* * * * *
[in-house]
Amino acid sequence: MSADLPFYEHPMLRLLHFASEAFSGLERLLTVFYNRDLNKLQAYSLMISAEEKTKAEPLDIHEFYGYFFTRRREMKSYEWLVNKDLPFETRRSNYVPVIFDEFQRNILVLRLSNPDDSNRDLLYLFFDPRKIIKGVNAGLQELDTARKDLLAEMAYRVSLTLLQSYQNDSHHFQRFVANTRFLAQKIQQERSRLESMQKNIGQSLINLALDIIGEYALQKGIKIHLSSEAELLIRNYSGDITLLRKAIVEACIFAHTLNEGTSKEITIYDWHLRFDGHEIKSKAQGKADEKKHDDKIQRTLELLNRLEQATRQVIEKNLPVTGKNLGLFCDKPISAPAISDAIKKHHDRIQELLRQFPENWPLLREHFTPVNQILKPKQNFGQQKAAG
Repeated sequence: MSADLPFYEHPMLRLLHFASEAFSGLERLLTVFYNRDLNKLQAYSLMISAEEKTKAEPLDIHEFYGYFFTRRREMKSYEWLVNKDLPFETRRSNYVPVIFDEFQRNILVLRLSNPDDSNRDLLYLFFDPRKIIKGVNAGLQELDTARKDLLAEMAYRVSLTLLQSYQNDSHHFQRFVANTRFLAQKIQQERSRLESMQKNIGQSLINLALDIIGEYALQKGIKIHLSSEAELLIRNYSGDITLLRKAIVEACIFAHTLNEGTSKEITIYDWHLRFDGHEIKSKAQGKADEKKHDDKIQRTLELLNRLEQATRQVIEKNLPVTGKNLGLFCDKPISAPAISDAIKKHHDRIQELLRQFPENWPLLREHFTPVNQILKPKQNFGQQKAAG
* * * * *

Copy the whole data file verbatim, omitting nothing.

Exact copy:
[in-house]
Amino acid sequence: MSADLPFYEHPMLRLLHFASEAFSGLERLLTVFYNRDLNKLQAYSLMISAEEKTKAEPLDIHEFYGYFFTRRREMKSYEWLVNKDLPFETRRSNYVPVIFDEFQRNILVLRLSNPDDSNRDLLYLFFDPRKIIKGVNAGLQELDTARKDLLAEMAYRVSLTLLQSYQNDSHHFQRFVANTRFLAQKIQQERSRLESMQKNIGQSLINLALDIIGEYALQKGIKIHLSSEAELLIRNYSGDITLLRKAIVEACIFAHTLNEGTSKEITIYDWHLRFDGHEIKSKAQGKADEKKHDDKIQRTLELLNRLEQATRQVIEKNLPVTGKNLGLFCDKPISAPAISDAIKKHHDRIQELLRQFPENWPLLREHFTPVNQILKPKQNFGQQKAAG
Repeated sequence: MSADLPFYEHPMLRLLHFASEAFSGLERLLTVFYNRDLNKLQAYSLMISAEEKTKAEPLDIHEFYGYFFTRRREMKSYEWLVNKDLPFETRRSNYVPVIFDEFQRNILVLRLSNPDDSNRDLLYLFFDPRKIIKGVNAGLQELDTARKDLLAEMAYRVSLTLLQSYQNDSHHFQRFVANTRFLAQKIQQERSRLESMQKNIGQSLINLALDIIGEYALQKGIKIHLSSEAELLIRNYSGDITLLRKAIVEACIFAHTLNEGTSKEITIYDWHLRFDGHEIKSKAQGKADEKKHDDKIQRTLELLNRLEQATRQVIEKNLPVTGKNLGLFCDKPISAPAISDAIKKHHDRIQELLRQFPENWPLLREHFTPVNQILKPKQNFGQQKAAG